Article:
Making up for a disastrous lunch

Photo: MFDnes, 10.7.07

It all started with a can of soup. Two years ago a Czech tourist trekking through the Torres del Paine National Park in Chile decided to take a break for lunch and warm a can of soup on a camp-fire. The result was a four-day blaze that destroyed over 11,000 hectares of Chile's national park. Experts said it would take more than 7 million US dollars and over a decade to repair the damage.

Although the Czech Republic is not legally bound to cover the cost, it wants to help restore the natural reserve to its former beauty - and Czech foresters are now in Chile planting tree nurseries which will replace the damaged forests. Vit Obrdlik of Czech Forests heads the project.

"At the present time a group of our foresters have set up administrative quarters in Puerto Natales and planted a nursery school of Antarctic beech trees - a deciduous tree native to southern Chile. We are talking about 180,000 trees which should be ready for re-planting in the devastated areas in 2008. After that will come the hard part - protecting the young trees in their natural habitat. We have the technology to do this in Czech conditions - but in Torres del Paine there are strong winds, sudden climate changes and herds of lamas who do a great deal of damage to young trees. We need to protect the plantation from all that."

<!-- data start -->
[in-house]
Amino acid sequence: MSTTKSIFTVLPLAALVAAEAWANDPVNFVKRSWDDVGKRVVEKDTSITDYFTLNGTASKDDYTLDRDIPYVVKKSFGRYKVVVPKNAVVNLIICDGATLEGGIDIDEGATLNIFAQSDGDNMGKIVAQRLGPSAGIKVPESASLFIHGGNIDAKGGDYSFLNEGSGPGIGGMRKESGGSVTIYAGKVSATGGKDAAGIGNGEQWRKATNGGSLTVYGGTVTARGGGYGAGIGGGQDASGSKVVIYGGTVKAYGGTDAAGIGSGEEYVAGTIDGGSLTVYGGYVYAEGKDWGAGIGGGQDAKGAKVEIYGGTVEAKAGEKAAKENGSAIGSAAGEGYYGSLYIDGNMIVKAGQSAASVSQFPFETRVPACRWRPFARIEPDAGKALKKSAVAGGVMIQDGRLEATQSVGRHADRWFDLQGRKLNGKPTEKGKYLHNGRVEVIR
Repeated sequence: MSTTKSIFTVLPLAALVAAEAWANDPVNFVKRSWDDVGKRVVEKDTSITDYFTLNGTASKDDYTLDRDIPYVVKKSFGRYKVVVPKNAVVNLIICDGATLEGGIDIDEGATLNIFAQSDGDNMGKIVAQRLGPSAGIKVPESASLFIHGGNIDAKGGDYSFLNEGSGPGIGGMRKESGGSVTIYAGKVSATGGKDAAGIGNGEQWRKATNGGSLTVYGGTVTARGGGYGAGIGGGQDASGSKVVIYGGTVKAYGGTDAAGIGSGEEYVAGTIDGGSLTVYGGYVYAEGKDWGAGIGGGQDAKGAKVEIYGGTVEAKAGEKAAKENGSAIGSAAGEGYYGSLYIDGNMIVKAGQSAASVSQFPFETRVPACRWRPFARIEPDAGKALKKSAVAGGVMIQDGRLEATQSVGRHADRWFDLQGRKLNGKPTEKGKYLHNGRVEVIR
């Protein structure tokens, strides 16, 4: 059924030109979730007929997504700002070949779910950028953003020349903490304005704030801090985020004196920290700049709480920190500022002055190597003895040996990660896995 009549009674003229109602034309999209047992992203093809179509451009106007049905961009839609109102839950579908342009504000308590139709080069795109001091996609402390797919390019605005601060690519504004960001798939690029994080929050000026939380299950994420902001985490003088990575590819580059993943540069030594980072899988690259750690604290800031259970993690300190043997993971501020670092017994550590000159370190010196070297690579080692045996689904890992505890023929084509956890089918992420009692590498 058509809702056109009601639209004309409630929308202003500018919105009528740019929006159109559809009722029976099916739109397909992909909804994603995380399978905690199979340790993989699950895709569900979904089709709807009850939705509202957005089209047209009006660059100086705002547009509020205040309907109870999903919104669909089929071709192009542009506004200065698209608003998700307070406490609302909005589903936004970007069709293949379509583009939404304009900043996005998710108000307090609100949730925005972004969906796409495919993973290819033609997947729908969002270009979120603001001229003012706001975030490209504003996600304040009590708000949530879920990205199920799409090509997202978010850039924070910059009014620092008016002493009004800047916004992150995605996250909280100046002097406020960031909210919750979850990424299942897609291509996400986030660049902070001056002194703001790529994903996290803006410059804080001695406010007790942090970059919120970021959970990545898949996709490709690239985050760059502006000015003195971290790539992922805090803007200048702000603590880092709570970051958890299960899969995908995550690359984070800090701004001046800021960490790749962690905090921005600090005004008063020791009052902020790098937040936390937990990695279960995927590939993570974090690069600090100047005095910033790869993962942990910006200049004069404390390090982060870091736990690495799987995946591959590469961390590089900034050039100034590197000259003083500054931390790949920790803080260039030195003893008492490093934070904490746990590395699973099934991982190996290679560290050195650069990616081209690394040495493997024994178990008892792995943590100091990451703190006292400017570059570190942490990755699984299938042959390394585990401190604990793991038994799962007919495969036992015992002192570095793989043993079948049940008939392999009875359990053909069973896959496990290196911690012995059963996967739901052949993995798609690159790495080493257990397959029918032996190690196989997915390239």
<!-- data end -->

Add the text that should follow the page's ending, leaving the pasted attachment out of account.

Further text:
The Czech Foreign Ministry has released 15 million crowns for the pilot project and much depends on its success. The Chilean side alone has not made any effort to replant the damaged area and is waiting to see the outcome of the Czech project. Vit Obrdlik says that the local authorities have welcomed the Czech initiative.

"Of course they are very pleased with it, because we are bringing them our know-how and testing it in local conditions. It is part of the agreement that they will retain this know-how and the nurseries in order to be able to continue the re-planting process - or apply it elsewhere. That was the idea of the former Czech Foreign Minister Cyril Svoboda who promised to find a way to make up for the damage caused by a Czech tourist."

Even if all goes according to plan it will take ten years before the newly planted beech trees are strong enough to survive. However Vit Obrdlik says that fully restoring the damage to the environment could take fifty to eighty years.